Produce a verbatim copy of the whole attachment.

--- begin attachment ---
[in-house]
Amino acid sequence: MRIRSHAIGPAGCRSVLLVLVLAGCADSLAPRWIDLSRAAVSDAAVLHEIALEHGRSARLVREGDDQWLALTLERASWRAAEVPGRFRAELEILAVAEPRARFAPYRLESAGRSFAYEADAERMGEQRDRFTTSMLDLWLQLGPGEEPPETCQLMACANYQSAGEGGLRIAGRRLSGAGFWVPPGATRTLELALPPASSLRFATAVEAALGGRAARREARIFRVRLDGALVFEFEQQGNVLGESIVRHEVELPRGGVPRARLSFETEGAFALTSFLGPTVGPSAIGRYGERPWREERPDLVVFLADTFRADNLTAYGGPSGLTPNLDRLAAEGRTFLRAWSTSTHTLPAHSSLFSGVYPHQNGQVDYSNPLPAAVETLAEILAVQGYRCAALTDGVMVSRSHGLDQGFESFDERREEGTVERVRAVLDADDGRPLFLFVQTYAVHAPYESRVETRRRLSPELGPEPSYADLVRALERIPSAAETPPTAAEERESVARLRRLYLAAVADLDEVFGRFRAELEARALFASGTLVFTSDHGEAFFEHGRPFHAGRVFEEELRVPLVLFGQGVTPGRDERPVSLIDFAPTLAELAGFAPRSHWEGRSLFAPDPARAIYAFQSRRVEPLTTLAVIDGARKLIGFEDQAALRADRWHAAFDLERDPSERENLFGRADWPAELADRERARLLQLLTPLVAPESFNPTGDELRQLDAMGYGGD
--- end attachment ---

[in-house]
Amino acid sequence: MRIRSHAIGPAGCRSVLLVLVLAGCADSLAPRWIDLSRAAVSDAAVLHEIALEHGRSARLVREGDDQWLALTLERASWRAAEVPGRFRAELEILAVAEPRARFAPYRLESAGRSFAYEADAERMGEQRDRFTTSMLDLWLQLGPGEEPPETCQLMACANYQSAGEGGLRIAGRRLSGAGFWVPPGATRTLELALPPASSLRFATAVEAALGGRAARREARIFRVRLDGALVFEFEQQGNVLGESIVRHEVELPRGGVPRARLSFETEGAFALTSFLGPTVGPSAIGRYGERPWREERPDLVVFLADTFRADNLTAYGGPSGLTPNLDRLAAEGRTFLRAWSTSTHTLPAHSSLFSGVYPHQNGQVDYSNPLPAAVETLAEILAVQGYRCAALTDGVMVSRSHGLDQGFESFDERREEGTVERVRAVLDADDGRPLFLFVQTYAVHAPYESRVETRRRLSPELGPEPSYADLVRALERIPSAAETPPTAAEERESVARLRRLYLAAVADLDEVFGRFRAELEARALFASGTLVFTSDHGEAFFEHGRPFHAGRVFEEELRVPLVLFGQGVTPGRDERPVSLIDFAPTLAELAGFAPRSHWEGRSLFAPDPARAIYAFQSRRVEPLTTLAVIDGARKLIGFEDQAALRADRWHAAFDLERDPSERENLFGRADWPAELADRERARLLQLLTPLVAPESFNPTGDELRQLDAMGYGGD